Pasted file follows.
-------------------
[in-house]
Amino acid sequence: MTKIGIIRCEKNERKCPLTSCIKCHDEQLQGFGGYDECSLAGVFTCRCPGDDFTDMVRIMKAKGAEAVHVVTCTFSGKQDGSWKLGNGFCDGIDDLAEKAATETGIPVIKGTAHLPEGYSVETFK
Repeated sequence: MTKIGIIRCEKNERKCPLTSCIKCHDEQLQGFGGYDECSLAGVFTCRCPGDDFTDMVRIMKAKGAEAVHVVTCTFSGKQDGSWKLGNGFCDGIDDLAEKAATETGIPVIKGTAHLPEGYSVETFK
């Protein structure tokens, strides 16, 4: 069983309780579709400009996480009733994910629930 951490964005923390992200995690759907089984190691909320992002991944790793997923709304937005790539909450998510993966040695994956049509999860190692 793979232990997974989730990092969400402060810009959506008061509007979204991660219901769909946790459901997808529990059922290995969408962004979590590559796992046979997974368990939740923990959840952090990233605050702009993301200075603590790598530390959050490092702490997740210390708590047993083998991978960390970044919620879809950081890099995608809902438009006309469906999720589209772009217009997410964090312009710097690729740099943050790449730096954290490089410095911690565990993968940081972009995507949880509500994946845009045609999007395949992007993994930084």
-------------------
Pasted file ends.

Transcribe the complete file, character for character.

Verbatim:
[in-house]
Amino acid sequence: MTKIGIIRCEKNERKCPLTSCIKCHDEQLQGFGGYDECSLAGVFTCRCPGDDFTDMVRIMKAKGAEAVHVVTCTFSGKQDGSWKLGNGFCDGIDDLAEKAATETGIPVIKGTAHLPEGYSVETFK
Repeated sequence: MTKIGIIRCEKNERKCPLTSCIKCHDEQLQGFGGYDECSLAGVFTCRCPGDDFTDMVRIMKAKGAEAVHVVTCTFSGKQDGSWKLGNGFCDGIDDLAEKAATETGIPVIKGTAHLPEGYSVETFK
């Protein structure tokens, strides 16, 4: 069983309780579709400009996480009733994910629930 951490964005923390992200995690759907089984190691909320992002991944790793997923709304937005790539909450998510993966040695994956049509999860190692 793979232990997974989730990092969400402060810009959506008061509007979204991660219901769909946790459901997808529990059922290995969408962004979590590559796992046979997974368990939740923990959840952090990233605050702009993301200075603590790598530390959050490092702490997740210390708590047993083998991978960390970044919620879809950081890099995608809902438009006309469906999720589209772009217009997410964090312009710097690729740099943050790449730096954290490089410095911690565990993968940081972009995507949880509500994946845009045609999007395949992007993994930084």